I love this piece by Essena O’Neill. She was an Instagram star, but you can see her here saying she is giving it all up. In a teary goodbye she says that she no longer knows what is real because she has let herself be defined by what is not real. [Pause].
I raise her issue during #digiwrimo because I am also worried about how social media really isn’t real. I try to be a Stoic about this. I have no control over what others like, heart, star or otherwise notice. As I have always tried to think, “No skin off my potato if nobody notices.” I think these Stoic efforts are bearing fruit and making my work more intrinsically valuable, but I still feel isolated in my digital life. Sometimes I try too hard to connect and these redoubled efforts to connect also can create isolation in my ‘other’ life.
One part in particular that I value in Essena O’Neill’s protest was that before she gave up her Instagram account she began to tell the backstory of ‘faux’ flawless glamor she had posted on her Instagram account. Here is a video where she describes the painful effort that went into one shot of perfection.
As a composition instructor, I have considered how discouraging it must be for the learners in my classrooms to be shown only the very best writing on the planet. I thought about how often the digital objects we create are the end result of intense careful work that belies the ugly struggle that goes on underneath the pretty picture we try to portray. I have begun a series of blog posts for #digiwrimo, Digital Writing Month, on annotation and annotation tools. I appear to know my stuff, but the real story is that behind the picture I am showing you there is an ocean of failure and pain and stupid and waste. All you see is the evolved state and not the years of screaming that went into that becoming. And even then I am not saying this is all that good.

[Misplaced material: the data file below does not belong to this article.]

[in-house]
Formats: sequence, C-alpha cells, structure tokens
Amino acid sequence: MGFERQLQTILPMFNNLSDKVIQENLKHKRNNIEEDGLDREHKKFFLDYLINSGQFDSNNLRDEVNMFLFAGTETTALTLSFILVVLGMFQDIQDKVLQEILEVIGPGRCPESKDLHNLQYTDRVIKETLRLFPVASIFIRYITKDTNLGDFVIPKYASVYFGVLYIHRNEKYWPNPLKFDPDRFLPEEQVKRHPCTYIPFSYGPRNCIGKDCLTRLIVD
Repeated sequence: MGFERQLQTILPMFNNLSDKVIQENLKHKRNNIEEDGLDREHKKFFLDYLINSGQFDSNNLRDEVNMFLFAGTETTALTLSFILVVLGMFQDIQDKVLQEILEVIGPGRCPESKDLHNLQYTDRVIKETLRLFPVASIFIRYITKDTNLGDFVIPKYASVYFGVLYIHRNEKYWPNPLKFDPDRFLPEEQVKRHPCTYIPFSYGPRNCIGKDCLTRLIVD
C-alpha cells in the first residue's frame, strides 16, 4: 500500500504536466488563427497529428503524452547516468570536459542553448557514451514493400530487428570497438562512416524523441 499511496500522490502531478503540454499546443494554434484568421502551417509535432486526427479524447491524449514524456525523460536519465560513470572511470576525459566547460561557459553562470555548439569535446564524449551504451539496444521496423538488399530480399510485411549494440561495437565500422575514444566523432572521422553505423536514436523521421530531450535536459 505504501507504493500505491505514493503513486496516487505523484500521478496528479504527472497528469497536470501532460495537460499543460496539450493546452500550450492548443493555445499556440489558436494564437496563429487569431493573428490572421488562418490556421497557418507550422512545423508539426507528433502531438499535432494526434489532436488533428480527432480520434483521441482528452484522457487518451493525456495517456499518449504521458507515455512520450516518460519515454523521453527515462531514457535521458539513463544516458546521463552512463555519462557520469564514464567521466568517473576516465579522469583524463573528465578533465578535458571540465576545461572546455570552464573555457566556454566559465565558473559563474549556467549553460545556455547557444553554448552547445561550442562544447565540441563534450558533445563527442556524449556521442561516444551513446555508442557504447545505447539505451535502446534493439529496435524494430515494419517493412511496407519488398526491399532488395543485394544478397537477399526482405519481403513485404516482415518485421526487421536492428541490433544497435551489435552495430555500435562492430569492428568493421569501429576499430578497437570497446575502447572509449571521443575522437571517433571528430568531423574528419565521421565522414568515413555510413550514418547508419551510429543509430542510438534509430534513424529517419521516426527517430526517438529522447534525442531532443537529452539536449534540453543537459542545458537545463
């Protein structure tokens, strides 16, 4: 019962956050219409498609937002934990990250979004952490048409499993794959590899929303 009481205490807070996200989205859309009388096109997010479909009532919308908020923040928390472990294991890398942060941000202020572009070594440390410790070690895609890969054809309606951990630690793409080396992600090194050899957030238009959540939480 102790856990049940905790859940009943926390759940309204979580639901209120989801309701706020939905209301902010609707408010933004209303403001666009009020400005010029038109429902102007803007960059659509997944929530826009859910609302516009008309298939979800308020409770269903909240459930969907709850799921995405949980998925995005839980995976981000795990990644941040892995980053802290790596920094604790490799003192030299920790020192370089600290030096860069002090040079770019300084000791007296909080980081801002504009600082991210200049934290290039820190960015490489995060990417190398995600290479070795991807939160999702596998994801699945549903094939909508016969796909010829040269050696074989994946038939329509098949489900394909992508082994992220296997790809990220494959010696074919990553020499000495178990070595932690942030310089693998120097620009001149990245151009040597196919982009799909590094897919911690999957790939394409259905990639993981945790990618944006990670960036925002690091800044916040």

But I do think that any level of skill beyond the most rudimentary is like this–an evolution of practice and theory and discipline that goes relatively unseen. I want you to see just like Essena helped us see. What follows is a pulling aside of the curtain, a raw one-take video that tries to do what Essena did: talk about what goes on behind the scenes that we try to hide. I have always heard it said in tradesfolk circles that you can judge the quality of carpenters by how well they can hide their mistakes. And there are many mistakes.
I try to point to part of the ugly struggle digital writing is for me.
P.S. Not to say I know what I am doing, but the raw video above was recorded using the new version of Screencast-O-Matic. I feel this is a fully developed cloud tool now and I will likely have a post for #digiwrimo on using it as a really worthwhile annotation device.
P.P.S. And if you want to carry on the conversation about the annotation above join me here on Vialogues.